ALBANY — A little less than a week away from Georgia-Pacific’s first major push to hire the majority of the 140 employees who will operate its under-construction Albany plant, officials with the company held a “get acquainted” meeting at the Merry Acres Event Center Thursday night to update the public on progress at the $150 million plant.

“We really wanted to have a meeting to let folks in the community know who we were and to let them know we’re here to stay,” Plant Manager Johnnie Temples said. “We’re pretty excited to be here and to have the kind of support we’ve had from the people of Albany.”

Many of Albany and Dougherty County’s governmental and business leaders — including Dougherty County Administrator Mike McCoy, Albany Mayor Dorothy Hubbard and County Commissioner Anthony Jones — were in the crowd of more than 75 that came to hear Temples, Georgia-Pacific Albany HR Manager Ginger Jones and two local employees who are among the 40 already hired for the Albany facility speak about Georgia-Pacific’s future in the region.

The company will host a job fair June 22 at the Merry Acres facility from 8 a.m. to 5 p.m., looking to hire “as many as we can” for the 100 positions still open at the plant. Persons interested in the positions may sign up for the job fair in advance by logging on to

“We’d love it if (applicants) had experience in the lumber industry, but we’re really looking for employees who will fit in with our team,” Jones said. “From what we’ve seen so far, we’re confident that we’ll be able to meet our work force needs in this area.”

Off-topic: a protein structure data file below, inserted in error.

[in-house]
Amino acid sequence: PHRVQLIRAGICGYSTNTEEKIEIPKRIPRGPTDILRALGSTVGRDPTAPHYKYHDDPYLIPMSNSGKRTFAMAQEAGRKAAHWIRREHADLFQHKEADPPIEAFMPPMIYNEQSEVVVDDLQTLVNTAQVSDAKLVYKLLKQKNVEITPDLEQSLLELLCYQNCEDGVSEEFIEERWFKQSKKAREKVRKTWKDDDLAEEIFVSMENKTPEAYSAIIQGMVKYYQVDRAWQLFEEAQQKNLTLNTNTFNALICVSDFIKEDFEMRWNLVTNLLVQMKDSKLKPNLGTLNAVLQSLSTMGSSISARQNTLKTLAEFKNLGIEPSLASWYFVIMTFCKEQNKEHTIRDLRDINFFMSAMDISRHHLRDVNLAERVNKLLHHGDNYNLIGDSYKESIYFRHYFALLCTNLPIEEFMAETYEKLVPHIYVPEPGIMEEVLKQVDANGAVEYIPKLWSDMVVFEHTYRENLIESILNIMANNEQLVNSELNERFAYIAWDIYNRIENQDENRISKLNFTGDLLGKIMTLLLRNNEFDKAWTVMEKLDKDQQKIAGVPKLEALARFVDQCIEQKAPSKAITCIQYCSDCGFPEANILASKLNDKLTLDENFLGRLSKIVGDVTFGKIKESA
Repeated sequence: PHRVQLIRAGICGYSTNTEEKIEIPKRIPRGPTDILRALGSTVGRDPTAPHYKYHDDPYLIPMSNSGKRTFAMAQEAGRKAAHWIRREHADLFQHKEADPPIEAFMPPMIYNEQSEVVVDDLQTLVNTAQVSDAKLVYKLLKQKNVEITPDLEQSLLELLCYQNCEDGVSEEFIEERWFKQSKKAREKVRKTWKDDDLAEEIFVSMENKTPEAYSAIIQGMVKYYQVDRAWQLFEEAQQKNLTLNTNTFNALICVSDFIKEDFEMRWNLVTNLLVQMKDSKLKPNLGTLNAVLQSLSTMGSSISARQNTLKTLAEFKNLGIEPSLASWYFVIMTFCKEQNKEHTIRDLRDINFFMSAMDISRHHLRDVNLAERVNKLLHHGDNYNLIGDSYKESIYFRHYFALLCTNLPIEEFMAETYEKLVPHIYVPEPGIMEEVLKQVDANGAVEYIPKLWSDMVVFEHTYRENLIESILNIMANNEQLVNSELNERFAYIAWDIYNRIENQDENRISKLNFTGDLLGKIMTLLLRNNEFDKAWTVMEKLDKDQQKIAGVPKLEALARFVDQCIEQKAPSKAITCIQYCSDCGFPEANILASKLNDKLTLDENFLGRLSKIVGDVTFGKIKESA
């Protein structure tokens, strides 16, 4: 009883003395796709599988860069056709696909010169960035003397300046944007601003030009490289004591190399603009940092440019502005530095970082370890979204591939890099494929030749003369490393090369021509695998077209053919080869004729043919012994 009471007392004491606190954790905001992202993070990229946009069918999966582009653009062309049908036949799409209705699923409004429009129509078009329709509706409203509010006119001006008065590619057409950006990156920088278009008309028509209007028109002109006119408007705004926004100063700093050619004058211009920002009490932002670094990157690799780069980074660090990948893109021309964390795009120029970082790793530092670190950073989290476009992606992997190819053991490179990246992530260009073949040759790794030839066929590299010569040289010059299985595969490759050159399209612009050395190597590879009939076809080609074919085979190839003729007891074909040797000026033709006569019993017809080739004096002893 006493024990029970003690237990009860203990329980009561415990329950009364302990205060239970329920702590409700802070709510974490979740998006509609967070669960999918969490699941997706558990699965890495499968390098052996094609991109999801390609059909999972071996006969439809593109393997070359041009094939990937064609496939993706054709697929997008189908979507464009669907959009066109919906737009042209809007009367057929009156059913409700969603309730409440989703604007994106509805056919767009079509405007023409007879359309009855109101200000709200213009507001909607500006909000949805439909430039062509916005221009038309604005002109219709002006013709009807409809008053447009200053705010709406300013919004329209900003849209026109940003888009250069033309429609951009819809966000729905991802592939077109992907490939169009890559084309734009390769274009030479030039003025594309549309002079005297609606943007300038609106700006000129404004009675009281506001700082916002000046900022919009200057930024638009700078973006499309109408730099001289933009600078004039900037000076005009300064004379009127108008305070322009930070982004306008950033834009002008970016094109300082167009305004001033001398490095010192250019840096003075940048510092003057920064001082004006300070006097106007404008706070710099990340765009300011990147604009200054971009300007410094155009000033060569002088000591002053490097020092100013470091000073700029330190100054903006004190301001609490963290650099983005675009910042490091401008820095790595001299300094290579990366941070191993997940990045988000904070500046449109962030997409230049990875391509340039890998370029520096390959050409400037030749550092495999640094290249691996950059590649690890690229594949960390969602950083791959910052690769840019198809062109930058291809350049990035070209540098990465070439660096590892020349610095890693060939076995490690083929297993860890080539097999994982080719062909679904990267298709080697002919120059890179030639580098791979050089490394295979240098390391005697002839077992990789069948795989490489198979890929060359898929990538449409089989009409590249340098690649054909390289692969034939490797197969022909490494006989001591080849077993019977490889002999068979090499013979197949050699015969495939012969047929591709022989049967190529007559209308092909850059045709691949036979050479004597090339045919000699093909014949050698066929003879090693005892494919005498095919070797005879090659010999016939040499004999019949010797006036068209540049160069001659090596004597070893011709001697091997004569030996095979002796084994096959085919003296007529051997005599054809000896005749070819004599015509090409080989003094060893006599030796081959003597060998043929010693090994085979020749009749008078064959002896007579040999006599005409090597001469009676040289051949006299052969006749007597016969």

Temples screened for attendees at Thursday’s gathering a video that shows what a tree goes through on its way to becoming 2-by-4s, 2-by-6s and 2-by-8s in lumber plants like the one that will operate in Albany.

“Ever wonder what $150 million will get you?” he said after the 11-minute video ended. “That’s it. It’s a highly automated plant, so we need a skilled work force.”

The plant manager then offered insight into the company’s business model.

“Georgia-Pacific — and all Koch Industry businesses — utilize market-based management,” Temples said. “That places focus on the long-term, rewards employees based on performance and contributions, focuses on individual careers, and employees are guided by general principles rather than detailed rules.”

He said the company’s guiding principles include integrity, stewardship and compliance, principled entrepreneurship, transformation, knowledge, humility, respect and self-actualization..

Dale Jordan of Albany and Michael Briley of Lee County are among the 40 who have already been hired to work at the G-P Albany plant. Both lauded the work environment with the company at Thursday’s gathering.

“They care,” Jordan said of the company. “The people who are part of our management team took an interest in me personally from the moment I walked onto the job.”

Added Briley, “I’ve experienced what a negative impact all the industries around here leaving have had on our community. I’m proud to be a part of a company that’s changing that. I feel like I have an opportunity to leave a legacy for my boys.”

Jones said 37 percent of the initial 40 hires are from the Albany area.

Temples noted that construction of the Albany plant, which is being done by Canadian builder BID Group, is still “six to seven months from completion.”

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